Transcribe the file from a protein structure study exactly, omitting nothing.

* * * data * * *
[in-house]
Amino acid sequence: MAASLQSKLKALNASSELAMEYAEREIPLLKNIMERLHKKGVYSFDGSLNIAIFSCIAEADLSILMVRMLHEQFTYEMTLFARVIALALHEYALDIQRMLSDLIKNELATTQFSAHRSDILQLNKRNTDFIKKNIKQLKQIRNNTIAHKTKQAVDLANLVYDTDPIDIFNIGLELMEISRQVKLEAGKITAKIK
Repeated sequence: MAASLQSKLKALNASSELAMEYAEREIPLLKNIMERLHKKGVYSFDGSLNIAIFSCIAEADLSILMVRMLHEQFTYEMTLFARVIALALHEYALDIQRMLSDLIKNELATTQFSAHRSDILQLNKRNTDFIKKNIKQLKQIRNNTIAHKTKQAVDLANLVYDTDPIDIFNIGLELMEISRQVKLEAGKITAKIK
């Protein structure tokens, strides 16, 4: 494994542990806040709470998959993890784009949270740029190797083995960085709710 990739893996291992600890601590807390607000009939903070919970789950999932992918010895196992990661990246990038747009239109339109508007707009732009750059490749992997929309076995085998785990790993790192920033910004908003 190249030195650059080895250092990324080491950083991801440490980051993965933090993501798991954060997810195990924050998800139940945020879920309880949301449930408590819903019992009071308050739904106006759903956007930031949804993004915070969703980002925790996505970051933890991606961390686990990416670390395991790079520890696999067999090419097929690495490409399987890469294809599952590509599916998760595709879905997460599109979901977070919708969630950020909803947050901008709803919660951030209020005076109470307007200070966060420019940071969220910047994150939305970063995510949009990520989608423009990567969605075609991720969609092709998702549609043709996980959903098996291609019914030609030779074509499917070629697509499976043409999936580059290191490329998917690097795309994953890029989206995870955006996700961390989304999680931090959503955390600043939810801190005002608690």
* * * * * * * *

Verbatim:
[in-house]
Amino acid sequence: MAASLQSKLKALNASSELAMEYAEREIPLLKNIMERLHKKGVYSFDGSLNIAIFSCIAEADLSILMVRMLHEQFTYEMTLFARVIALALHEYALDIQRMLSDLIKNELATTQFSAHRSDILQLNKRNTDFIKKNIKQLKQIRNNTIAHKTKQAVDLANLVYDTDPIDIFNIGLELMEISRQVKLEAGKITAKIK
Repeated sequence: MAASLQSKLKALNASSELAMEYAEREIPLLKNIMERLHKKGVYSFDGSLNIAIFSCIAEADLSILMVRMLHEQFTYEMTLFARVIALALHEYALDIQRMLSDLIKNELATTQFSAHRSDILQLNKRNTDFIKKNIKQLKQIRNNTIAHKTKQAVDLANLVYDTDPIDIFNIGLELMEISRQVKLEAGKITAKIK
């Protein structure tokens, strides 16, 4: 494994542990806040709470998959993890784009949270740029190797083995960085709710 990739893996291992600890601590807390607000009939903070919970789950999932992918010895196992990661990246990038747009239109339109508007707009732009750059490749992997929309076995085998785990790993790192920033910004908003 190249030195650059080895250092990324080491950083991801440490980051993965933090993501798991954060997810195990924050998800139940945020879920309880949301449930408590819903019992009071308050739904106006759903956007930031949804993004915070969703980002925790996505970051933890991606961390686990990416670390395991790079520890696999067999090419097929690495490409399987890469294809599952590509599916998760595709879905997460599109979901977070919708969630950020909803947050901008709803919660951030209020005076109470307007200070966060420019940071969220910047994150939305970063995510949009990520989608423009990567969605075609991720969609092709998702549609043709996980959903098996291609019914030609030779074509499917070629697509499976043409999936580059290191490329998917690097795309994953890029989206995870955006996700961390989304999680931090959503955390600043939810801190005002608690």